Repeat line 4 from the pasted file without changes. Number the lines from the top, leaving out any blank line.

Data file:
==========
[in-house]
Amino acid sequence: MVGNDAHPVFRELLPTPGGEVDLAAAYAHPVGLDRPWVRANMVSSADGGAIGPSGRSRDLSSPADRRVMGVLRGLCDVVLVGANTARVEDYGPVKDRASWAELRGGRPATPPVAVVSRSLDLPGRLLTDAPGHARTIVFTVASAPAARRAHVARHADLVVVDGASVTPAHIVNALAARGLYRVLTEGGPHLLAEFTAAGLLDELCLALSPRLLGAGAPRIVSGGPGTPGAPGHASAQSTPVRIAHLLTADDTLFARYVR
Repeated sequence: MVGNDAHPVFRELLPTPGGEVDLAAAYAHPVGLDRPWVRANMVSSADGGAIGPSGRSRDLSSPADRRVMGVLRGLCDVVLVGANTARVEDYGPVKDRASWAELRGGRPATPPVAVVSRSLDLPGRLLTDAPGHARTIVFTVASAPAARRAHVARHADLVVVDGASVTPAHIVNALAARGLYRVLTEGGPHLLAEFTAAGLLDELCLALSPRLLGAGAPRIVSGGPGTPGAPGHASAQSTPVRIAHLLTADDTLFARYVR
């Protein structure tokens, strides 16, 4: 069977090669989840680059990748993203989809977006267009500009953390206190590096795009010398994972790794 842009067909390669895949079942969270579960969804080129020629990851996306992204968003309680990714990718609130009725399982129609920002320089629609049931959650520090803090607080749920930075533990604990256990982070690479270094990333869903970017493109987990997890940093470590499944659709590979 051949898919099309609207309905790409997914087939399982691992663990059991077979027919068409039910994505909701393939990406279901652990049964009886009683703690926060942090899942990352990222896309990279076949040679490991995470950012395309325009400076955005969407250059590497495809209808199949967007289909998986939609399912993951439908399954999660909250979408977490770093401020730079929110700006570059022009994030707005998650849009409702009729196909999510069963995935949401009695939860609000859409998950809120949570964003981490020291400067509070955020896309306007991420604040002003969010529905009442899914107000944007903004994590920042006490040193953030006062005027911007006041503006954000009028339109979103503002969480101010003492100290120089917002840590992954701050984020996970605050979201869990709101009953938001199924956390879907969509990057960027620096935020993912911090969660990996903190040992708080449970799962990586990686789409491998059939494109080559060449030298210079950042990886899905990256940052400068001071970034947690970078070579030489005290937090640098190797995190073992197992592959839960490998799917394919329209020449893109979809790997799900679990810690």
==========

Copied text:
């Protein structure tokens, strides 16, 4: 069977090669989840680059990748993203989809977006267009500009953390206190590096795009010398994972790794 842009067909390669895949079942969270579960969804080129020629990851996306992204968003309680990714990718609130009725399982129609920002320089629609049931959650520090803090607080749920930075533990604990256990982070690479270094990333869903970017493109987990997890940093470590499944659709590979 051949898919099309609207309905790409997914087939399982691992663990059991077979027919068409039910994505909701393939990406279901652990049964009886009683703690926060942090899942990352990222896309990279076949040679490991995470950012395309325009400076955005969407250059590497495809209808199949967007289909998986939609399912993951439908399954999660909250979408977490770093401020730079929110700006570059022009994030707005998650849009409702009729196909999510069963995935949401009695939860609000859409998950809120949570964003981490020291400067509070955020896309306007991420604040002003969010529905009442899914107000944007903004994590920042006490040193953030006062005027911007006041503006954000009028339109979103503002969480101010003492100290120089917002840590992954701050984020996970605050979201869990709101009953938001199924956390879907969509990057960027620096935020993912911090969660990996903190040992708080449970799962990586990686789409491998059939494109080559060449030298210079950042990886899905990256940052400068001071970034947690970078070579030489005290937090640098190797995190073992197992592959839960490998799917394919329209020449893109979809790997799900679990810690």